He should have left the decision on buying aircraft entirely to the management and board of Malaysia Airlines. The problem is not necessarily government ownership but bad appointments by government compounded by ill-informed government interference.


P GUNASEGARAM is an independent consultant and writer. E-mail: t.p.guna@gmail.com.

 

The mealy-mouthed cowardice of America’s elites after Charlottesville


August 23, 2017

The mealy-mouthed cowardice of America’s elites after Charlottesville

by Fareed Zakaria

https://www.washingtonpost.com

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Much of the United States has reacted swiftly and strongly to President Trump’s grotesque suggestion that there is a moral equivalence between the white supremacists who converged last weekend on Charlottesville and those who protested against them. But the delayed, qualified and mealy-mouthed reactions of many in America’s leadership class tell a disturbing story about the country’s elites — and the reason we are living in an age of populist rebellion.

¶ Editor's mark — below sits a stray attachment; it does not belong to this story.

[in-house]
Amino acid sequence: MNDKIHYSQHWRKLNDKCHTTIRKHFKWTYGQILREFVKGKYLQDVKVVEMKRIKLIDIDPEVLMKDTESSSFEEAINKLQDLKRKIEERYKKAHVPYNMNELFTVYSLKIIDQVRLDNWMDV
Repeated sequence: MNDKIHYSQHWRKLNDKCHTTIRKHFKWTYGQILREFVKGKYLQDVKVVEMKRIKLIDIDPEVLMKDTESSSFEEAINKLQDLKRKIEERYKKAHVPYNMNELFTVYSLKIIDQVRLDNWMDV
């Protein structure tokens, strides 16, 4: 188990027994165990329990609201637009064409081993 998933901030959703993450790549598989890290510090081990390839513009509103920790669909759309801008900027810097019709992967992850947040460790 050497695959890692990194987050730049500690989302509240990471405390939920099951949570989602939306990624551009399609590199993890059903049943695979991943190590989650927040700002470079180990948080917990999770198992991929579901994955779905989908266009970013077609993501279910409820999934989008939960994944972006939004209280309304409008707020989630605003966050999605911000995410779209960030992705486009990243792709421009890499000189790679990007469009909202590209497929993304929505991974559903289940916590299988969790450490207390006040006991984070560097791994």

The least respected of today’s leaders are, of course, politicians. The public largely views them as craven and cowardly, pandering to polls and focus groups. And that is how too many Republican officials have behaved in the face of Trump’s words and actions. With some honorable exceptions, men and women who usually cannot stop pontificating on every topic on live TV have suddenly gone mute on the biggest political subject of the day.

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HR McMaster with Donald Trump.

I know. They worry about the base, about primaries, about right-wing donors. But shouldn’t they also worry about their country and their conscience? Shouldn’t they ask themselves why they went into public service in the first place? And if they see someone at the highest level trampling on the values of the country, shouldn’t they speak up — directly, forcefully and without qualification?